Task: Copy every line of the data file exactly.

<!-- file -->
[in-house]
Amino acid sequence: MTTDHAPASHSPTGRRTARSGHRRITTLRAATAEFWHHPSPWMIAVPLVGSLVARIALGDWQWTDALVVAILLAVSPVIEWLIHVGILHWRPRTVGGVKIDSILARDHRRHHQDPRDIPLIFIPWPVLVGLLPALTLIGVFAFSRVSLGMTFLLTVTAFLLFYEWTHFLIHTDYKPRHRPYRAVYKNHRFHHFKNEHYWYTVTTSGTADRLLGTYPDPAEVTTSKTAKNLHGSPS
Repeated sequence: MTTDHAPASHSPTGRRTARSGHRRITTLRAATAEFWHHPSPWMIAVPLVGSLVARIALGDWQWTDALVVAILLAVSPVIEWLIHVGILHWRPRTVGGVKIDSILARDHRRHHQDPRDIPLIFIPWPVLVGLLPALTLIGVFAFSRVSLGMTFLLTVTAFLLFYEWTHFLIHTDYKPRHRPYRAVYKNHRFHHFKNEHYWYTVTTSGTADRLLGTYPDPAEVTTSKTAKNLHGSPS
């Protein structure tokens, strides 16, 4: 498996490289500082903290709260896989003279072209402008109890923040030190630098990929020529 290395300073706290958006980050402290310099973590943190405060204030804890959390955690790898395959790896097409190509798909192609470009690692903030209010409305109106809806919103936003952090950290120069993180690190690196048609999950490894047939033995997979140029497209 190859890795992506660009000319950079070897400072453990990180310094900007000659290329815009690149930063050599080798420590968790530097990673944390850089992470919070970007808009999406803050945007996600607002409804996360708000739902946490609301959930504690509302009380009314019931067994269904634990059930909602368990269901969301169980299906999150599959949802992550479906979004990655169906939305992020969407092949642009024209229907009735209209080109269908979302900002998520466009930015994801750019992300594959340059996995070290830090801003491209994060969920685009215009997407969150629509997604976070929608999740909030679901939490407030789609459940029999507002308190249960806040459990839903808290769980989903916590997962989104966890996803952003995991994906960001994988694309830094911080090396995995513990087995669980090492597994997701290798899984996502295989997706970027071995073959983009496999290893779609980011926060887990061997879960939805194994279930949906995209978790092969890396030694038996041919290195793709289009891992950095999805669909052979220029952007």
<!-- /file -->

[in-house]
Amino acid sequence: MTTDHAPASHSPTGRRTARSGHRRITTLRAATAEFWHHPSPWMIAVPLVGSLVARIALGDWQWTDALVVAILLAVSPVIEWLIHVGILHWRPRTVGGVKIDSILARDHRRHHQDPRDIPLIFIPWPVLVGLLPALTLIGVFAFSRVSLGMTFLLTVTAFLLFYEWTHFLIHTDYKPRHRPYRAVYKNHRFHHFKNEHYWYTVTTSGTADRLLGTYPDPAEVTTSKTAKNLHGSPS
Repeated sequence: MTTDHAPASHSPTGRRTARSGHRRITTLRAATAEFWHHPSPWMIAVPLVGSLVARIALGDWQWTDALVVAILLAVSPVIEWLIHVGILHWRPRTVGGVKIDSILARDHRRHHQDPRDIPLIFIPWPVLVGLLPALTLIGVFAFSRVSLGMTFLLTVTAFLLFYEWTHFLIHTDYKPRHRPYRAVYKNHRFHHFKNEHYWYTVTTSGTADRLLGTYPDPAEVTTSKTAKNLHGSPS
């Protein structure tokens, strides 16, 4: 498996490289500082903290709260896989003279072209402008109890923040030190630098990929020529 290395300073706290958006980050402290310099973590943190405060204030804890959390955690790898395959790896097409190509798909192609470009690692903030209010409305109106809806919103936003952090950290120069993180690190690196048609999950490894047939033995997979140029497209 190859890795992506660009000319950079070897400072453990990180310094900007000659290329815009690149930063050599080798420590968790530097990673944390850089992470919070970007808009999406803050945007996600607002409804996360708000739902946490609301959930504690509302009380009314019931067994269904634990059930909602368990269901969301169980299906999150599959949802992550479906979004990655169906939305992020969407092949642009024209229907009735209209080109269908979302900002998520466009930015994801750019992300594959340059996995070290830090801003491209994060969920685009215009997407969150629509997604976070929608999740909030679901939490407030789609459940029999507002308190249960806040459990839903808290769980989903916590997962989104966890996803952003995991994906960001994988694309830094911080090396995995513990087995669980090492597994997701290798899984996502295989997706970027071995073959983009496999290893779609980011926060887990061997879960939805194994279930949906995209978790092969890396030694038996041919290195793709289009891992950095999805669909052979220029952007």